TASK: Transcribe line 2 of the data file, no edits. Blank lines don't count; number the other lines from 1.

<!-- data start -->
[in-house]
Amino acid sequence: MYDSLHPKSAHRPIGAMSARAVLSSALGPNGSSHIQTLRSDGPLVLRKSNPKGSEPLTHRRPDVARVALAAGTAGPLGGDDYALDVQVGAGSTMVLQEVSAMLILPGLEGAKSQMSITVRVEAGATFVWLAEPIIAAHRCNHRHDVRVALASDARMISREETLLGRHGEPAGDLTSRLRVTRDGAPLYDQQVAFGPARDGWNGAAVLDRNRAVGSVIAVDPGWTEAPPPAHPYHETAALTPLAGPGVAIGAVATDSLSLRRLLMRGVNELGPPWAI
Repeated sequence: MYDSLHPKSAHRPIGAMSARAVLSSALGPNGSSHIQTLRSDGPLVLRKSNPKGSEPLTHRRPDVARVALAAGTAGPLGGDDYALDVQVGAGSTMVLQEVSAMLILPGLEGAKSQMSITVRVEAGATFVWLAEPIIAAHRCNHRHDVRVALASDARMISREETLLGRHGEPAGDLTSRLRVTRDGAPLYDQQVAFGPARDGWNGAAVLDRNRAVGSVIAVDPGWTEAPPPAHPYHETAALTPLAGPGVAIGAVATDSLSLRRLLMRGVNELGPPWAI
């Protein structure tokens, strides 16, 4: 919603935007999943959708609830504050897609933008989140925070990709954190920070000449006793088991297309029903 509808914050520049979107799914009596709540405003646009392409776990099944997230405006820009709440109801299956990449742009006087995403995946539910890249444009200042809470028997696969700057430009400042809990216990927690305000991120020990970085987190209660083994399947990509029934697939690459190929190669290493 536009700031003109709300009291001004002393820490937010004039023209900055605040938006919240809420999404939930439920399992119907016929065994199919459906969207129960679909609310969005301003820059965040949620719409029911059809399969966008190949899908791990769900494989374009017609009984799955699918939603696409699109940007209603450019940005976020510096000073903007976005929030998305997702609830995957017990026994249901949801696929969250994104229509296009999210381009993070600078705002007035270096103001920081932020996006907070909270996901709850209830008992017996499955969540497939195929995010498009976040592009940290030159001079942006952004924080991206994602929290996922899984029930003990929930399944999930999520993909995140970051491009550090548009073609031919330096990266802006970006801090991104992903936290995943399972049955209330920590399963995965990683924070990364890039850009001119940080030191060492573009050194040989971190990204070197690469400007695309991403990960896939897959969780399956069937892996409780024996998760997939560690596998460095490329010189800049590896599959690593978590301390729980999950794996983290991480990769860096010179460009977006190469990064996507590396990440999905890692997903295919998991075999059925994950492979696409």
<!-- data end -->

Amino acid sequence: MYDSLHPKSAHRPIGAMSARAVLSSALGPNGSSHIQTLRSDGPLVLRKSNPKGSEPLTHRRPDVARVALAAGTAGPLGGDDYALDVQVGAGSTMVLQEVSAMLILPGLEGAKSQMSITVRVEAGATFVWLAEPIIAAHRCNHRHDVRVALASDARMISREETLLGRHGEPAGDLTSRLRVTRDGAPLYDQQVAFGPARDGWNGAAVLDRNRAVGSVIAVDPGWTEAPPPAHPYHETAALTPLAGPGVAIGAVATDSLSLRRLLMRGVNELGPPWAI